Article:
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6 Dumb Things Movies Do to Make Their Special Effects Less Effective

Most of the movies us nerds are looking forward to in 2012 have something in common — lots and lots of special effects. So, let’s talk special effects for a bit.

The things that can be done with special effects today are amazing, and yet despite all the advances in technique and technology, a lot of special effects still aren’t particularly convincing. More often than not the fault doesn’t lie with the effects technology itself, but in how the effects are presented.

Basically a lot of movies do dumb things that rob their amazing effects of all their impact. Stuff like…

Using CG Effects When They Don’t Have To

This is one of my biggest pet peeves — when movies break out the CG effects for minor stuff that doesn’t require them. A spider has to crawl on some lady’s arm? You could just get a tarantula from a pet store and plunk it on her arm, but nah — better computer generate that s–t!

While I generally enjoyed the movie, Chronicle was particularly bad for this. The movie’s about three teenage guys gaining telekinetic powers, and for the first half of the flick all they use them for is small stuff like making cameras float, or pushing cars around a parking lot. It’s all stuff that could have been done with simple practical effects, and yet they pull out the CG for all of it.

That said, the scene where they make Pringles fly into their mouths will blow your mind.

When movies resort to CGI for such minor things, it almost always looks bad because, really, it’s just a spider on a lady’s arm or a floating camera. It’s not a big showpiece shot, so the effects artists aren’t going to put that much effort into them, but here’s the thing — these “unimportant” shots looking like crap will make viewers less likely to accept the big stuff later on.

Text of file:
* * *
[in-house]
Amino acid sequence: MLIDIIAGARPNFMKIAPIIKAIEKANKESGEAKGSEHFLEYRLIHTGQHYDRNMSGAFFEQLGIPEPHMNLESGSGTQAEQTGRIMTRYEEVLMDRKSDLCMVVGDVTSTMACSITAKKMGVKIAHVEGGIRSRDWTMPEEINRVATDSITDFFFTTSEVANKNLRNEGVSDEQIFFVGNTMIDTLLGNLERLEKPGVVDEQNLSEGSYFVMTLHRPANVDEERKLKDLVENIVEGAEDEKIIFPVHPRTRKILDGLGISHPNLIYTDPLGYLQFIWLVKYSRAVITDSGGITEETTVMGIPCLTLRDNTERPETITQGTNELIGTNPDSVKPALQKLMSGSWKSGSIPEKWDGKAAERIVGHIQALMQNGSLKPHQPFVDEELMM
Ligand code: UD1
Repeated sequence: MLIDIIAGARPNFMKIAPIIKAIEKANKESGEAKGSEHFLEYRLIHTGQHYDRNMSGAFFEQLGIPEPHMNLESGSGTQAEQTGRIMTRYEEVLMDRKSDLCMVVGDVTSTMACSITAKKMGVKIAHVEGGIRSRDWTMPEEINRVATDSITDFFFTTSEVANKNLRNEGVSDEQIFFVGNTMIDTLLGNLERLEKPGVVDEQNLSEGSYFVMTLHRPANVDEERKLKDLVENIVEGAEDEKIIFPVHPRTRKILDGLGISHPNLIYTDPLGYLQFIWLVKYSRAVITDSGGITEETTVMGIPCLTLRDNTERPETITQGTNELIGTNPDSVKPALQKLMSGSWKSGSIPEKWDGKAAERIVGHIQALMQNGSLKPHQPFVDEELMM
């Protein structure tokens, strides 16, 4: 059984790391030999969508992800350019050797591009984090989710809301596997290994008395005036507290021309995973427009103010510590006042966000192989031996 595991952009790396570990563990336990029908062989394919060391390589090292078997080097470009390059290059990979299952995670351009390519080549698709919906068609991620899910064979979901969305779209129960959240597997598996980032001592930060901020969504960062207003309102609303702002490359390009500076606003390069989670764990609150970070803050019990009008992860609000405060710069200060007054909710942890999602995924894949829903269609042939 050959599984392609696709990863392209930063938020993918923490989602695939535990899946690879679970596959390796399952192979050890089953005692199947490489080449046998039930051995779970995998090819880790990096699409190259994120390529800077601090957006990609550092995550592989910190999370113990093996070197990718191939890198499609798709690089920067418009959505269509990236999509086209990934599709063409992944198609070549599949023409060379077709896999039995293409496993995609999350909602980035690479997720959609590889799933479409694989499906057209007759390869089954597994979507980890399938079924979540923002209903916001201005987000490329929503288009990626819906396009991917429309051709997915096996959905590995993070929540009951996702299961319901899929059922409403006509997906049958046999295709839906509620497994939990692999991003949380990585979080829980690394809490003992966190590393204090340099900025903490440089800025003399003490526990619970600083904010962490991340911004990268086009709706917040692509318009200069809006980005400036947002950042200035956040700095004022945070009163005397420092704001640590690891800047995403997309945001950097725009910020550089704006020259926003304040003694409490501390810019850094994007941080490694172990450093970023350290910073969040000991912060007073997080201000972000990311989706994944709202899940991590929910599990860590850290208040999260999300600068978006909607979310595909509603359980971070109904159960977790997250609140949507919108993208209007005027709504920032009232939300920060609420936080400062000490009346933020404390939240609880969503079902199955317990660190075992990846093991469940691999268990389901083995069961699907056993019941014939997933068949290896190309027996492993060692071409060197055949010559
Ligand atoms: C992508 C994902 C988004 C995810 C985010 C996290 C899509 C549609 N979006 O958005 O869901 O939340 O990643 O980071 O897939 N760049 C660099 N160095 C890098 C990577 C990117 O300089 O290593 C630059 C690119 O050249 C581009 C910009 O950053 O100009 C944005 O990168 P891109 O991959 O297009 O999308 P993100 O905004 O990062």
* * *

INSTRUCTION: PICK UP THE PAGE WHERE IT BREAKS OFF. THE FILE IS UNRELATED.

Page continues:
I don’t know about you, but once I notice a few really unconvincing special effects my brain goes into “spot the s–tty CGI” mode. Because of that lame spider or floating camera early on, my brain doesn’t want to accept the giant ape or superhero effects showdown that comes later. In other words, if a scene is too unimportant to bother making your CG effects look decent, don’t even bother with ’em.

 

Making the Camera Do Stuff a Camera Can’t Do

The advent of CGI means filmmakers no longer have to worry about the limitations of actual physical cameras — they can create scenes entirely in the computer and have a virtual camera that dives, swirls and swoops around like no real camera actually could.

These virtual cameras are fine if used with restraint, but they rarely are — even great directors like Martin Scorsese go overboard with them. His latest movie, Hugo, is full of scenes where the camera swooshes through twisting corridors full of complex machinery and clockworks — these scenes are supposed to be exciting I think, but they didn’t make much of an impact on me. Based on the impossible way the camera was moving my brain immediately concluded “oh, okay, we’re taking a cartoon break” and didn’t reengage until the camera stopped flying around.

Gears…so many gears.